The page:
The literal meaning of the word “pastoral” is the keeping and herding of sheep and other livestock. The metaphoric meaning extends to farming and country life. If you think only of the metaphoric meaning, then you will never describe the Thar desert as pastoral. However, when you give up metaphors and look at the real meaning of the word, then “pastoral” is the word you will use to describe the livelihood of people in this desert. Scenes like the one in the featured photo are common.
Also common, and becoming more so, are sights as in the photo above. You often find bleached bones of sheep gleaming in the dusty brown landscape. Carcases are sometimes left to lie where the sheep died, as the nomadic pastors move on, so one can get a whiff of a dead animal while driving across the desert. There are also municipal and village dumping grounds for carcases. A variety of scavengers pick the bones clean. Among them the ones I found most interesting are the vultures. In the Rajasthan desert seven of the species of vultures seen in India have been recorded. We managed to see a fair fraction of them.
The sighting to remember was of this red-headed vulture (Sarcogyos calvus) feeding. Historical reports of this species show that it was infrequent but widespread throughout southern and south-east Asia, including the southern parts of China. Habitat loss and change in methods of disposing of carcases of livestock has pushed it to local extinction over large parts of south-east Asia, with only a small population left in Cambodia and in eastern Myanmar. The largest pool is in India, Pakistan and Nepal. Even in this heartland, its numbers fell dramatically in a few years around the beginning of the 21st century. The cause of this decline was traced to the use of diclofenac in treating inflammation in livestock. It turns out that this chemical is fatal to vultures. With the ban on veterinary use of diclofenac and its replacement by other compounds, the population has begun to grow again. However, the IUCN red list still lists it as critically endangered. I might have seen it in 2005, but I have no record of it. So this could well have been a lifer for me.
One thing that strikes you immediately when you see the Egyptian vulture (Neophron percnopterus) is that it has a short and feather-covered neck. It is an opportunistic feeder, picking at the remains of a carcass after other vulture species have left, and eating small animals, insects, fecal matter, as well as eggs. It is among the very few tool using birds, using rocks to smash eggs. It used to be widespread over Europe, the Sahel and Arab desert, and India. In three generations of the bird (about sixty years) the European population crashed to about a half of what it was in 1960. Poisoning of animal carcases against predators first hit the European population. Then EU regulations on the disposal of carcases, implemented in the early years of the 21st century, hastened this decline. In India, the rapid die-off of other vultures increased the exposure of this species to diclofenac, so leading to a cascading decline in numbers. We saw a few of these birds in the two days we spent in the deep desert, so the Indian numbers have presumably stabilized. IUCN has revised its assessment of this species to vulnerable.
I saw very few of the dark, nearly black, Cinereous vultures (Aegypius monachus). They are widespread through most of Europe and Asia, and are winter visitors in Rajasthan. This was one of a large group of vultures which was waiting near an unmoving cow. From the smell it was definitely dead, but the vultures were not yet ready to attack it. One suggestion was that the hide was too thick, and they were waiting for a red-headed vulture, with its strong and hooked beak to open up the skin. Given that the population of red-headed vultures is so small (84 in 17 districts of Rajasthan in 2009), they could have had a long wait. Also, I’ve seen single Gyps indicus (the Indian vulture) opening up a carcass. There are always parts of a body with thinner skin, or none at all. So this behaviour remained a mystery to me.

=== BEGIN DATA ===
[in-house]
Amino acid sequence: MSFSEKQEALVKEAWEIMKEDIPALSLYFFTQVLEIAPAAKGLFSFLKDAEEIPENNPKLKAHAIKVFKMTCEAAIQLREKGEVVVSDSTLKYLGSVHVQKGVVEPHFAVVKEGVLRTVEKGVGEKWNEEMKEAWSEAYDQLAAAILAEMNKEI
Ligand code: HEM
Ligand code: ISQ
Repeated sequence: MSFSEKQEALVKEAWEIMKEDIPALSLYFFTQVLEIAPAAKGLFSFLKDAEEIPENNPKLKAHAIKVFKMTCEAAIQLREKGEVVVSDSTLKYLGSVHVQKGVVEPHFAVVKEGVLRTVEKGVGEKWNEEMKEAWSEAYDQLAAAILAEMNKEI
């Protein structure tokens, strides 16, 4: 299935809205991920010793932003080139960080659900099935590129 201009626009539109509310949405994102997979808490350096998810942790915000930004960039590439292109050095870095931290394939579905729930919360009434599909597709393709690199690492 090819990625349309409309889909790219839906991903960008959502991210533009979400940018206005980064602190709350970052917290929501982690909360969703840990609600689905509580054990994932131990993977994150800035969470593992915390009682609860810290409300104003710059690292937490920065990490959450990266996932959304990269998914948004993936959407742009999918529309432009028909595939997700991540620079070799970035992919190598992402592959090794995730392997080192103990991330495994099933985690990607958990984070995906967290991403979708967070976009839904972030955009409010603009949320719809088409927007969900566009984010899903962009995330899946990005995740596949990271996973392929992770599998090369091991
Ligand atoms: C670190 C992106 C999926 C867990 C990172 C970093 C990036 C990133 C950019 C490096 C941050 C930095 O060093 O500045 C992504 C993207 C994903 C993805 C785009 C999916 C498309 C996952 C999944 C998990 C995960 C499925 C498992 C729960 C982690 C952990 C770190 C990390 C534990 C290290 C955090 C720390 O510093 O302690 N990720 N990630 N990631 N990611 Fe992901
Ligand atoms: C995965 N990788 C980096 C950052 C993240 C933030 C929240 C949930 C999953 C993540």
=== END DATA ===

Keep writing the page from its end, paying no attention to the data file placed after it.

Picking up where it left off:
In the same crowd I saw many White-rumped vultures (Gyps bengalensis) and Indian vultures. Their numbers had crashed massively due to diclofenac poisoning, but the population is recovering slowly. A detailed study of the vultures Rajasthan was published eight years ago, and makes for interesting reading today. Now that diclofenac is not as much of a problem as it was then, the numerous other conservation bottlenecks pointed out in the study have come to the fore. Habitat loss due to quarrying and mining was pointed out as one major cause. I saw that quarrying is widespread in the desert. Electrocution in power lines is another cause which has been identified. All large birds are subject to this problem.
The mixed flock of Indian and White-rumped vultures which we saw in our first morning in the desert seemed to indicate that some pockets of vulture populations still remain. The IUCN red list still classifies them as critically endangered. This was the largest crowd of vultures I saw since 2005, when I saw them stealing from a tiger. I can understand why some naturalists are interested in the population genetics of vultures. Recovery of numbers from such a tremendous bottleneck may cause vultures to lose much of their genetic diversity. The government’s action plan involves setting up captive breeding centers. But these need to also preserve diversity of genes. Vultures a really fighting for survival, and it is still hard to sat whether they will survive another human lifetime.